These two haven't committed any fallacy yet, each is reasoning correctly from their own definitions. But it is a pointless argument - as pointless as me arguing in English, when I only understand English, with a person who only speaks and understands Japanese. Fallacy begins, however, as in the following example.

Suppose you and I both understand and agree on what the word 'rainbow' refers to. One day, though, I'm writing a dictionary, and under 'rainbow,' I include the innocent looking phrase: "occurs shortly after rain." (Well duh, rain is even in the name.) So we go visit a big waterfall and see colours in the spray, and I say "look, it must have recently rained here." Con artists term this tactic 'bait and switch.' I can not legitimately reason in this way, because I have arbitrarily attached not a symbol to a meaning, but attributes to a real physical object.

To show trivially that there is a valid form of argument from definition, though, consider the following truism: "black things are black." This is necessarily true, because blackness is exactly the property I'm talking about when I invoke the phrase "black things." It is not that I am hoping to alter the contents of reality by asserting the necessary truth of the statement, but that I am referring to a particular class of entities, and the entities I have in mind just happen to all be black - by definition.

One might complain, "but I prefer to use the phrase 'black things' not just for things that are black, but also for things that are nearly black." This would certainly be perverse, but it's not in any sense I can think of illegal. Fine, if you want to use the term that way, you may do so. I'll continue to implement my definition, which I find to be the most reasonable, and every time you hear me say the words "black things," you must replace the words with any symbol you like that conveys the required meaning to you. Your symbol might be a sequence of 47 charcoal 'z's marked on papyrus, or a mental image of a yak, I don't care.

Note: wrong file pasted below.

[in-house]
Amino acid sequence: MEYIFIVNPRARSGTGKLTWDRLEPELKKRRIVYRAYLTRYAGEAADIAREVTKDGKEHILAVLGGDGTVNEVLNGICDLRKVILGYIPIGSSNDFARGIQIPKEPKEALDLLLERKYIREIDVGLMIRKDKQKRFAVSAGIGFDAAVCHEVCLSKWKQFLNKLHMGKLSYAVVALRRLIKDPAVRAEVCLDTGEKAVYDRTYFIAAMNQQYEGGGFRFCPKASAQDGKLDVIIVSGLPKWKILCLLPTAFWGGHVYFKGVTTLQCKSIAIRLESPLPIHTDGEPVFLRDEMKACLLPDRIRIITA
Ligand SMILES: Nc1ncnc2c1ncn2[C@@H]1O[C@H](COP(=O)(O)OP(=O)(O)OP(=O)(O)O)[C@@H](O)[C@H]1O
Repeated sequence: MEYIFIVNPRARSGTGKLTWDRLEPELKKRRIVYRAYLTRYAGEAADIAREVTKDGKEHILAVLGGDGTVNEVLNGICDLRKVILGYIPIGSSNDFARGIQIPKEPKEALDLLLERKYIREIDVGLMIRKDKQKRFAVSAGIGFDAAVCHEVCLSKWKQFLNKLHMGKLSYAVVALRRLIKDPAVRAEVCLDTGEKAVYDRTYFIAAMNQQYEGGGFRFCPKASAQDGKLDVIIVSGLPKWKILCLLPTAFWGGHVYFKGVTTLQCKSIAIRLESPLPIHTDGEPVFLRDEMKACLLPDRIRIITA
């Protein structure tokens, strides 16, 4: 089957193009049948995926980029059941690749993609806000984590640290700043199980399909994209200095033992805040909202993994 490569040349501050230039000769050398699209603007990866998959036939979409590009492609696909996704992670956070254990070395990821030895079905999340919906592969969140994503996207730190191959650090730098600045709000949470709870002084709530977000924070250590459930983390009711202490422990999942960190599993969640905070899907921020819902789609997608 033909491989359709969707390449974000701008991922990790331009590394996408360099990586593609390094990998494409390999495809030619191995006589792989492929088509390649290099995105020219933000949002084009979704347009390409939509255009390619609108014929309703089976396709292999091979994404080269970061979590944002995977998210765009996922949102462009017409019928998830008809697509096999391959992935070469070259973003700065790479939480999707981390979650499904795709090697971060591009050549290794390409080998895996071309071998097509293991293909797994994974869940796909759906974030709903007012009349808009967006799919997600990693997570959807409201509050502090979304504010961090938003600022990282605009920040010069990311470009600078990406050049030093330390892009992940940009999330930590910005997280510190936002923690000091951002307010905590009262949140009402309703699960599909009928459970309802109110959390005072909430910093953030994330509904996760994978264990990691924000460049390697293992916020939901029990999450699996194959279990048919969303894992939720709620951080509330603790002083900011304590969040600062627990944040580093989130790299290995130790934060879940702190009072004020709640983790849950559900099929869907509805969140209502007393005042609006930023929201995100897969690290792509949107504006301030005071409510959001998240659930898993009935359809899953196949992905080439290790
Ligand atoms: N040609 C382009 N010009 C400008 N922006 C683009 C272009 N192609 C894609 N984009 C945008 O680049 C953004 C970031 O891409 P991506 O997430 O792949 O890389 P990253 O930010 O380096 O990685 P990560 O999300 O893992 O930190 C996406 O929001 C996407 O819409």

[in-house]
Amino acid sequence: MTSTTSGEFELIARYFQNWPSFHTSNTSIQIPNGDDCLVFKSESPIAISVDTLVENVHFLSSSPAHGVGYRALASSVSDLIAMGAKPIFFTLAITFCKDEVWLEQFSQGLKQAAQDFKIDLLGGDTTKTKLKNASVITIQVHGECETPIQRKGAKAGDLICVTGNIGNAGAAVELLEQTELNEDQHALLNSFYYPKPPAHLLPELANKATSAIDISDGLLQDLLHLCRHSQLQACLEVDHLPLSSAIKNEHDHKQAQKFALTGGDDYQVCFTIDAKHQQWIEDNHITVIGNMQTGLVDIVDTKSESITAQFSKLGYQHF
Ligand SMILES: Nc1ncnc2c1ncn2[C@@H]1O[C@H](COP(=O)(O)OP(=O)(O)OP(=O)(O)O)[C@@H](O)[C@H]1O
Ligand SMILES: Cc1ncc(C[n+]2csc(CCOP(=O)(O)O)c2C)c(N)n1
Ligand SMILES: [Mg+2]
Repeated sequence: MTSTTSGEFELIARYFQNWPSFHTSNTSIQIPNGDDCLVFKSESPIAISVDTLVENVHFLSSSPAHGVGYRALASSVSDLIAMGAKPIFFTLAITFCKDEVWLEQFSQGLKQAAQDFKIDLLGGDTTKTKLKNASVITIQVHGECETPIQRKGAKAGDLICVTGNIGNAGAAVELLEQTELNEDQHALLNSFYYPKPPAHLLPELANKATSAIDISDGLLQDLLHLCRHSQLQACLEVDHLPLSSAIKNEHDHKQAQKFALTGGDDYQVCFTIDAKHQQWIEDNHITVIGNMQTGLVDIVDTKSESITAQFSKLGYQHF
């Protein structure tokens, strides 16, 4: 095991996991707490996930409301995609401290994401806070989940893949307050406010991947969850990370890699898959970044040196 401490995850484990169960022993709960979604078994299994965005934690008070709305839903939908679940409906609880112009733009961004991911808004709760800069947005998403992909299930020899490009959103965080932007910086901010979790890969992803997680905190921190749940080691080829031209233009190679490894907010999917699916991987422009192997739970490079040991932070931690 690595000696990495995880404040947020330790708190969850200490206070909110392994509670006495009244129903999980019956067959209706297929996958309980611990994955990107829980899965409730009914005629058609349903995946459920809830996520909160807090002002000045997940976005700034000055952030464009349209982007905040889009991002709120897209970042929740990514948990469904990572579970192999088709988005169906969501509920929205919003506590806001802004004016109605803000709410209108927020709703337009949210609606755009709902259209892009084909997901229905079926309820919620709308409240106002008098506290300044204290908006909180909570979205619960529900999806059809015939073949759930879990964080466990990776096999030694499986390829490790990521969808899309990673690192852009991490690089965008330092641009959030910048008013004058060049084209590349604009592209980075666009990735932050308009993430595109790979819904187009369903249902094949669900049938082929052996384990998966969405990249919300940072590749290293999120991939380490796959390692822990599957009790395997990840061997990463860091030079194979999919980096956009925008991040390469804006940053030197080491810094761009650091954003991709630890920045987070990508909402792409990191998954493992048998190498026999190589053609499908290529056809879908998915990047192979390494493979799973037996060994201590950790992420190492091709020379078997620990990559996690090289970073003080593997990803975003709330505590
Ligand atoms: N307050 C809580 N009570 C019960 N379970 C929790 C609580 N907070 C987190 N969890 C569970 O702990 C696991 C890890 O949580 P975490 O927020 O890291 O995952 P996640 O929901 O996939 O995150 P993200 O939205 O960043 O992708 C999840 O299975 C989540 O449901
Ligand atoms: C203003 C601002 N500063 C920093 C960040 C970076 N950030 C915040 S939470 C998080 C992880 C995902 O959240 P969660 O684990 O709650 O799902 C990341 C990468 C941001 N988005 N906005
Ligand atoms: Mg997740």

Yes, our definitions are arbitrary, but arbitrary in the sense that there is no prior privileged status of the symbols we end up using, and not in the sense that the meanings we attach to those symbols are unimportant.

Here's an example from my own experience. Several times, I have tried unsuccessfully to explain to people my discovery that ethics is a scientific discipline. (By the way I'm not claiming priority for this discovery.) The objections typically go through 3 phases. First is the feeling of hand-waviness, which is understandable, given how ridiculously simple the argument is:

 them- No way, its too simple. You can't possibly claim such an unexpected result with such a thin argument. me- OK, show me which details I've glossed over. them- [pause...] All right, the argument looks logically sound, but I don't believe it - look at your axioms: why should I accept those? Those aren't the axioms I choose. me- Those aren't axioms at all. I don't need to assume their truth. These are basic statements that are true by definition. If you don't like the words I've attached to those definitions, then pick you own words, I'm happy to accommodate them. them- YOU CAN'T DO THAT! You're trying to alter reality by your choice of definitions....

And that's the final stumbling block people seem to have the biggest trouble getting over.

Definitions are important. If you think that making definitions is a bogus attempt to alter reality, then be true to your beliefs: see how much intellectual progress you can make without assigning meanings to words. The new <fanfare!> Maximum Entropy Glossary </fanfare!> is an attempt to streamline intellectual progress. If you engage with anything I have written on this blog, then you engage with meanings I have attached to strings of typed characters. In some important cases, I have tried to make those meanings clear and precise. If you find yourself disagreeing with strings of characters, then you are making a mistake. If you disagree with the way I manipulate meanings then we can discuss it like adults, confident that we are talking about the same things.